Cast of Robert the Bruce's skull

Peggy Ann

Wednesday, June 24, 2015

Dumbarton and Glasgow

We took an overnight trip to Dumbarton and then on to Glasgow. Katrina and Jack grew up in Dumbarton. We went by the houses they lived in and saw the school and shopped the high street. Walked around outside Dumbarton Castle. Mary Queen of Scots stayed there while running and hiding for her life. We didn't go inside. There was some kind of construction going on. There was a whisky distillery in Dumbarton but has been closed down. The empty building is quite lovely I think. There are still storage barns around town with the whisky aging in them.

We stayed overnight near Dumbarton and then moved on to Glasgow the next day...

Streets and streets of tenement bldgs.

Glasgow University peeking above the bridge

Old Old fountain honoring Queen Victoria. Dismantled and moved 3 times as the city grew

Top of the fountain. Queen Victoria

Famous Duke Wellington statue with the cone hat!

Mural on a wall in the shopping district

Pedestrian street, lots of shops
This is the Tolbooth Clock Tower. The oldest structure in Glasgow. Dating back to medieval Glasgow. Check out this wonderful post about it here!

Kelvingrove Art Gallery

Front entrance

Back entrance revolving door. Isn't it gorgeous? That's Katrina going in!

This beautiful organ sits in the lobby and they have someone play it periodically.          Going to Glasgow? Be sure and make this one of your stops. Find out what's going on at the Art Gallery and Museum here

A lovely WWII memorial next to the art gallery

For all you Doctor Who fans... A Tardis box! These police boxes were originally red in Glasgow and painted blue at a later date. They pre-date mobile communications and were used by police like a mini police station. The telephone is located behind a hinged door so it could be accessed from outside. They could easily call for back-up or transport. They would use the inside to write and fill out reports, take meal breaks and even hold prisoners until transport could arrive. Today you might find a coffee kiosk or something in one! I'm so glad they are still there, great local color!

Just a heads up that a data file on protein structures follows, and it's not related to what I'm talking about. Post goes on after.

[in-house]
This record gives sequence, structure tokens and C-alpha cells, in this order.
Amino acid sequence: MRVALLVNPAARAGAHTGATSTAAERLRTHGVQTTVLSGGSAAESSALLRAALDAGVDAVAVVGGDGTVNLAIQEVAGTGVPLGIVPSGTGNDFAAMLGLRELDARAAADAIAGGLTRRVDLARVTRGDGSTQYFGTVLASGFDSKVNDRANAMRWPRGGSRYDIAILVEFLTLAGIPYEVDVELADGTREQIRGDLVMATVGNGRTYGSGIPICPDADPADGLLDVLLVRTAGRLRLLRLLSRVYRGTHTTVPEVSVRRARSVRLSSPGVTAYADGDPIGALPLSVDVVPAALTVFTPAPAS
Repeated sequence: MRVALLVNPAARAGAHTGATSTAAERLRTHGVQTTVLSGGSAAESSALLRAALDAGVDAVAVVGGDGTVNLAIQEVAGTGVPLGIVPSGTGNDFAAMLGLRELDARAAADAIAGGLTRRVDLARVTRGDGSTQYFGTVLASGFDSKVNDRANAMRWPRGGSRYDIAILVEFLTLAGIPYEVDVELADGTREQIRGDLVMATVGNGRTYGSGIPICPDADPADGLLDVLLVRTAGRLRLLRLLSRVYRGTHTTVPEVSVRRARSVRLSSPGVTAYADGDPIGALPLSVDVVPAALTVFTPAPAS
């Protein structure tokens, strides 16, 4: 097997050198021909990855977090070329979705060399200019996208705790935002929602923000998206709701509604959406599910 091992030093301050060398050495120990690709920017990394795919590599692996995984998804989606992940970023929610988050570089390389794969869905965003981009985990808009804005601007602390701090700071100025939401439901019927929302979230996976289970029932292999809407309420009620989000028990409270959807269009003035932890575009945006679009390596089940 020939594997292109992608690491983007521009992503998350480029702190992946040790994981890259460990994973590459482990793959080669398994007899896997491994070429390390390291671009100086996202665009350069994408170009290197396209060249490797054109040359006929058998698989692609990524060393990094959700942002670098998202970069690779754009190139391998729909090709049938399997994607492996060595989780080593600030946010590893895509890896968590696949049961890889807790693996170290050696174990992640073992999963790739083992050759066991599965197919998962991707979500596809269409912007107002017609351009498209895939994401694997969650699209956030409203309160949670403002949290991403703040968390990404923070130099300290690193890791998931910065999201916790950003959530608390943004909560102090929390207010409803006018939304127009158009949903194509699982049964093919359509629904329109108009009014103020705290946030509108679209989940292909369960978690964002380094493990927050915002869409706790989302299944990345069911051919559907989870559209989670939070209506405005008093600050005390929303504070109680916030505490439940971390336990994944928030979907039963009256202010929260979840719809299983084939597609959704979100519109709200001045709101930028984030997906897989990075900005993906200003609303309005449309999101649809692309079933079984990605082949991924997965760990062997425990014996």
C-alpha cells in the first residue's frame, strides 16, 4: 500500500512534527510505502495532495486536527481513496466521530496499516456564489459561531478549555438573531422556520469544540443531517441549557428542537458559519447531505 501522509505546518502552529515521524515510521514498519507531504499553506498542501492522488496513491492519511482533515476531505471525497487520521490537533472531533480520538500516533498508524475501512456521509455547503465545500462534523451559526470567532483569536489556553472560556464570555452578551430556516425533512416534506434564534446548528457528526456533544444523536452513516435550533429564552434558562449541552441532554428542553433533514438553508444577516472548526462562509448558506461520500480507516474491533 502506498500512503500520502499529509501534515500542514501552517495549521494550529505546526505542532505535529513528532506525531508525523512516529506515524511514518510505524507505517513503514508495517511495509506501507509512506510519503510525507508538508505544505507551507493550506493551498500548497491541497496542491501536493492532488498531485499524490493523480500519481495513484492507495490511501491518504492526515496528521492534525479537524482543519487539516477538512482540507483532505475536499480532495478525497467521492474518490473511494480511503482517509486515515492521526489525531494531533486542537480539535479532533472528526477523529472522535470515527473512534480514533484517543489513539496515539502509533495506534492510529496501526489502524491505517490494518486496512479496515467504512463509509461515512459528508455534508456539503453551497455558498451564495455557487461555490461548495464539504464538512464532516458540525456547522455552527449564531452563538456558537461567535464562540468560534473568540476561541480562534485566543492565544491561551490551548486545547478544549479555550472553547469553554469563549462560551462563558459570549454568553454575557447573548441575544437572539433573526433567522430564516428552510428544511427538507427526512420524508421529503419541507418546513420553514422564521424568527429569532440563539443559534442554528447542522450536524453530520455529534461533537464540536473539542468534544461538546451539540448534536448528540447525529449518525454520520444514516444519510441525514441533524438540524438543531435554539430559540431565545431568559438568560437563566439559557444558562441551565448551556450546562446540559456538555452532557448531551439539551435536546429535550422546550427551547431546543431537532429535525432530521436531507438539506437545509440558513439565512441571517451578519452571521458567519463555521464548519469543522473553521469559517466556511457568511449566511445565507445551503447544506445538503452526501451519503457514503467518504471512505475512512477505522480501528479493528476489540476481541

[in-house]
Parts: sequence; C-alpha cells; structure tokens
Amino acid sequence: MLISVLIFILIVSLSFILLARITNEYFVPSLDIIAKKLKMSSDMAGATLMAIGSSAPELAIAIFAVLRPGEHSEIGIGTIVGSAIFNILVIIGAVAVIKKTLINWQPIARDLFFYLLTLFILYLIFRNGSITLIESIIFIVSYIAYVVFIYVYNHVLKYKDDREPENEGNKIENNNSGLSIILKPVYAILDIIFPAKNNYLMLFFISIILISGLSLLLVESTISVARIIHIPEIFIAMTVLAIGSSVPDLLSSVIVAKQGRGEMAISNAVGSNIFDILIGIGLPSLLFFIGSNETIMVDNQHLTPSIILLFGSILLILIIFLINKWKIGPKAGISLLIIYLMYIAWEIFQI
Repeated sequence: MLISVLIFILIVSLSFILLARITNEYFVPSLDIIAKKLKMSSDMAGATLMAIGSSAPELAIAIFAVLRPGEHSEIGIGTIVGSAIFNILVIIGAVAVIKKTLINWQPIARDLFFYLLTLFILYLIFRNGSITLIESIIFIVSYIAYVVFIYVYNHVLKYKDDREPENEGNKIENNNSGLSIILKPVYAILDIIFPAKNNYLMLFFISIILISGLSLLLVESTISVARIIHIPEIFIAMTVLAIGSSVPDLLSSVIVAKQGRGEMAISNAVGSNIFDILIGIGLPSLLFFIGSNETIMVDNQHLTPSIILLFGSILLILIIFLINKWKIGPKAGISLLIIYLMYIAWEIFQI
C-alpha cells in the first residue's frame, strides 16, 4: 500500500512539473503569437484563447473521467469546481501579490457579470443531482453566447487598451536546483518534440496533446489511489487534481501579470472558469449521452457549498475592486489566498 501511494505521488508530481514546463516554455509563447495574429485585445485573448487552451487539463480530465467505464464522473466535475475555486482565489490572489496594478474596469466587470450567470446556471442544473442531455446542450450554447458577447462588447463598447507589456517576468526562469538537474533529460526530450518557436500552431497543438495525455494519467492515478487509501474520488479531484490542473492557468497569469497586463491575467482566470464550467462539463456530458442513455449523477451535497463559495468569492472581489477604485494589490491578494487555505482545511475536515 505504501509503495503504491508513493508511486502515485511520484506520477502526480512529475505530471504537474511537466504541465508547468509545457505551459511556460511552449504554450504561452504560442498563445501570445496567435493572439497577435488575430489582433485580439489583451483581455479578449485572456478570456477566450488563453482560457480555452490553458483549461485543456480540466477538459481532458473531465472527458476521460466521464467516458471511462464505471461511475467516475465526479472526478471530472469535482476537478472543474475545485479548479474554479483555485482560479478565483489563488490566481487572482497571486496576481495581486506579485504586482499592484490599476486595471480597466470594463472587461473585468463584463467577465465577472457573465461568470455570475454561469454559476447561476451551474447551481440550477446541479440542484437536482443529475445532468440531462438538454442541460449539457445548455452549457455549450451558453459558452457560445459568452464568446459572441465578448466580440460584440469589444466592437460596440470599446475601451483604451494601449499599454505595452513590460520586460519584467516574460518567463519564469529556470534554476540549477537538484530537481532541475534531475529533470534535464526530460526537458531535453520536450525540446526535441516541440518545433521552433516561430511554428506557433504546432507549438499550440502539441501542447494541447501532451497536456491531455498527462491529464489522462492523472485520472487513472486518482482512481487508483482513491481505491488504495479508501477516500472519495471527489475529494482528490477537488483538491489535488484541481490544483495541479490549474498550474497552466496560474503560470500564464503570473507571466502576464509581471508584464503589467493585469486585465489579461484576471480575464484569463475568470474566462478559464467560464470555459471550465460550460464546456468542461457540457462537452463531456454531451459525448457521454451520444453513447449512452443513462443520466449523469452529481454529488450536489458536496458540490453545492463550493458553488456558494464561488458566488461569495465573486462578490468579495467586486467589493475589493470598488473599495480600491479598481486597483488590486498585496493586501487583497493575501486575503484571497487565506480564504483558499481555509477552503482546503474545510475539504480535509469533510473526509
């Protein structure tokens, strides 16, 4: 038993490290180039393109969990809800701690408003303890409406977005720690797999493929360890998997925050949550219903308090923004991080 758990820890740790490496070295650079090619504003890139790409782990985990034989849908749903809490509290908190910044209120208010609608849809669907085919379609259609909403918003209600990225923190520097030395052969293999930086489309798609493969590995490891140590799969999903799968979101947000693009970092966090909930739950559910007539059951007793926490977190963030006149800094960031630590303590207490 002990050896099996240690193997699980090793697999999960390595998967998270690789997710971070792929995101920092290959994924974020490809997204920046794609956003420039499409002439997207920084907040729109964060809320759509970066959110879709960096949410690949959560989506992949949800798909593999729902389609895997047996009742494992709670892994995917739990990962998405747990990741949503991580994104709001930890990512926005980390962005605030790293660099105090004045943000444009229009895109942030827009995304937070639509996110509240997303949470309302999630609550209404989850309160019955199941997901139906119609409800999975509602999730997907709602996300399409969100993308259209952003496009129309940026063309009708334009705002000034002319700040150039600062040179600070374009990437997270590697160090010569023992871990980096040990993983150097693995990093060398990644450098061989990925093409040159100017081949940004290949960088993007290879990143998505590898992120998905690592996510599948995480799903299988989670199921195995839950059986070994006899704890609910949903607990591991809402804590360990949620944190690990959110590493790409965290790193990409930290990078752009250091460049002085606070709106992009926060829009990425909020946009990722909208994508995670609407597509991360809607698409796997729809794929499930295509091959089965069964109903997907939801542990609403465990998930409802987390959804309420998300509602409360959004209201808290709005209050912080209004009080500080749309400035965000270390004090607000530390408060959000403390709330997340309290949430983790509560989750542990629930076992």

The highlight of the trip to Glasgow was meeting up with my good friend, author Alan Jones, and meeting in person for the first time after a couple of years of email, instant chats and facetime. Because he is writing under a pen-name I can't show his face and it's a shame because he is a beautiful man!  And just as lovely a person. We met up at the art gallery and went to lunch and then drove around Glasgow a bit checking out the area's where his books are set.

 To end the day Jack and Katrina made sure I had fish and chips take out, a pure Scottish experience! We found a parking spot with a river view and dug into the best fish and chips I've ever had and we ate it with our fingers!

Peggy Ann

Tuesday, June 23, 2015

Stirling Castle

The first documented mention of Stirling Castle was around 1107-1115! Alexander I endowed a chapel in the castle. It has such a rich history. I'll add links at the bottom of the post if you want to know more about it.

It was a lovely day although quite windy!

Check out my hair! I told you it was windy!

 Robert the Bruce won Scotland's freedom from the English at Bannockburn in 1314 within sight of the castle. The English had occupied the castle for 10 years. After the victory Bruce ordered the castles defences smashed to prevent the castle being held against him again. Future kings would rebuild and enlarge.

The Battle of Bannockburn was amazing. Bruce's men numbered 8,000 to Edward II's 17,000 men army and yet they defeated the English army!

view from the castle with William Wallace Monument in the background

Our excellent tour guide

This statue lost his head by a cannon ball in battle!


 Mary Queen of Scots was crowned to the right in this photo. The bldg. to the right is the chapel. The original stood just in front of where this one stands and she was crowned at 9 months old there.
Many fascinating statues adorn the castle

Probably rapeseed growing here.

James V

Castle walls. Would be hard to scale!

When the yellow building to the right is viewed from far off it looks like pure gold.

The Kings Knot, a formal garden at one time.

The kings hunting grounds at one time. The bright yellow in the distance is Rapeseed fields

  Too many pics to post. I'll do another post with pics from inside the royal apartments later.

Castle Timeline
Did You Know?
Stirling Castle Guide

Peggy Ann